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Adagio Teas
   Features  >  NY Theater Reviews

 
2015 YEAR IN REVIEW

THE YEAR OF HAMILTON
By DAVID COTE

  Daveed Diggs and company in Hamilton/ Ph: Joan Marcus

Normally, writing about the year in theater involves sifting through a large mass of data and opinion, weighing the high and low points, crafting a clean narrative from what is actually random and accidental. But these are not ordinary times. On Broadway and beyond, 2015 was the year of Hamilton. That may sound like presumptuous hyperbole for a musical that has yet to win a Tony Award or Pulitzer Prize (which it probably will), but Hamilton has already made its cultural mark.
 
Composer-lyricist-star Lin-Manuel Miranda’s breathtaking coup, with its hip-hop retelling of the life of American founding father Alexander Hamilton, with a phenomenal multiracial cast, is a work that could only happen in Obama’s America. The fact that it will be running long after Obama leaves office is immaterial. The piece speaks to the hopes and fears of a country still racked with irrational responses to immigration, diversity and the struggle between citizens and government. On top of that, Hamilton is art – which is more than you can say for even the best new cable series and Hollywood prestige films. Through music, drama and rigorous historical research, it reaches higher and digs deeper than most cultural production in any field.
 
It has delivered a jolt of electricity to Broadway. Not since The Producers has a new musical received such universal critical acclaim and media attention, attracting national attention. In fact, from the opening of The Producers in 2001 to Hamilton today, it has been an extremely fertile and successful period in Broadway history. The box office is booming, the mainstream is paying attention, and best of all, the work is groundbreaking. We may in fact be in a golden age of Broadway.
 
That being said, some things on the Great White Way never change. Plays always have a hard time, unless there’s a major celebrity name on the marquee. Thus 2015 brought Broadway debuts for Larry David (Fish in the Dark), Jake Gyllenhaal (Constellations), Clive Owen (Betrayal), Keira Knightley (Thérèse Raquin), Bruce Willis (Misery) and even opera superstar Renée Fleming (Living on Love). Returning to the boards were other big names, such as Sam Rockwell (Fool for Love), Helen Mirren (The Audience), Elisabeth Moss (The Heidi Chronicles), Matthew Broderick (Sylvia), James Earl Jones and Cicely Tyson (The Gin Game) and, in a new play by David Mamet, Al Pacino (China Doll). These star turns were, for the most part, engaging and successful, with Knightley making a strong impression and Gyllenhaal continuing to earn respect for his intensity and emotional transparency.
 
Any honest assessment of star casting would have to address its downside: film stars who are either too old or too lazy to learn their lines. By several reports, Willis and Pacino relied heavily on earpieces or video prompters in the wings to stay on top of their lines. Such dependence on electronic feeds showed in both performances, which were tentative, disjointed and wan. Mind you, neither Misery (William Goldman’s adaptation of his 1990 screenplay) nor China Doll was what anyone would call a good play, but those who paid for their tickets deserve a genuine live experience, not a mediated stunt.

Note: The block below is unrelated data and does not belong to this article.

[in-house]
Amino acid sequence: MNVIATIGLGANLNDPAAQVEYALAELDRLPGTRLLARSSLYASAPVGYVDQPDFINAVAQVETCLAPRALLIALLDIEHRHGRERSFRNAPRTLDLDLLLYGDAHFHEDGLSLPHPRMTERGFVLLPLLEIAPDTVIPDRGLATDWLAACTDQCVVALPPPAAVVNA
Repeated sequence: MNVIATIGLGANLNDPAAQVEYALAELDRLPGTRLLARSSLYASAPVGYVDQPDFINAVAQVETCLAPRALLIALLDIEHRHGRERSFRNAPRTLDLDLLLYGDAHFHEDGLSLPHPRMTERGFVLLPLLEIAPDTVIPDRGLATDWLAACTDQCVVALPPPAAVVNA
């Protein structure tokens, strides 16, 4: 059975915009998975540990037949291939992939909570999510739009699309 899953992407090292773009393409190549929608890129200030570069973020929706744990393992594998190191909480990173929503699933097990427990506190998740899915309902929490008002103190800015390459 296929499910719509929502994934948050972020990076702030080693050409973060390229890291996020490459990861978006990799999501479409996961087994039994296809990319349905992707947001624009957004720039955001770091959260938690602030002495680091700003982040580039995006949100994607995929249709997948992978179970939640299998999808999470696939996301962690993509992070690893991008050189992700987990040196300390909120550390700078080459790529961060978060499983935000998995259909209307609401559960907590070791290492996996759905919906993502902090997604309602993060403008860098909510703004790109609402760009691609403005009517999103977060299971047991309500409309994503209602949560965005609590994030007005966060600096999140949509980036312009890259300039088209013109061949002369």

On a more positive note, 2015 was a refreshingly diverse year for talent on both sides of the footlights. The aforementioned Hamilton was created by a first-generation Puerto Rican New Yorker and performed by a rainbow cast. The Cuban-American experience was represented by Gloria and Emilio Estefan’s musical On Your Feet! The shameful history of Japanese-American citizens interned during World War II was passionately explored in Allegiance. Producers of revivals tried new approaches, such as casting African-Americans actors in The Gin Game and hearing-impaired performers in a radically reconceived Spring Awakening. The new versions of The Color Purple and Fiddler on the Roof, meanwhile, were simply directed with tremendous intelligence and feeling by John Doyle and Bartlett Sher, respectively. And the 2015 winner of the Tony for Best New Musical, Fun Home, may be cast with mostly white folks, but it is groundbreaking in its bold and big-hearted portrayal of a lesbian protagonist. The season felt uncommonly inclusive.
 
Several of the shows just mentioned contributed to the evolving “sound” of Broadway, which has never been more varied. The year in musical styles was a dizzying tour around the dial: 80s-style bombast (Doctor Zhivago, Amazing Grace, Allegiance); post-Sondheim show tunes (Fun Home), hip-hop (Hamilton); Latin beat (On Your Feet!), and blues and gospel (The Color Purple). And then there was Andrew Lloyd Webber, a composer who had done as much as Sondheim to shape the sound of musicals for the past half century. Lloyd Webber hadn’t had a hit on Broadway for nearly 30 years, when The Phantom of the Opera opened in 1987. But he may just have broken that bad streak with School of Rock.
 
No one would have thought that the 67-year-old British peer, working with book writer Julian Fellowes of Downton Abbey fame, could make watchable adaptation of the 2003 Jack Black comedy (where was David Yazbek? Douglas Carter Beane?). And yet they did. School of Rock opened toward the end of the year with glowing reviews and huge box office. Its sound was unremarkable – generic rock and pop aimed at a general audience of tweens and their families – but it was catchy and fun and perhaps might turn younger audiences into lifelong theatergoers. If Lloyd Webber can still have a hit, there’s hope for all of us.

 


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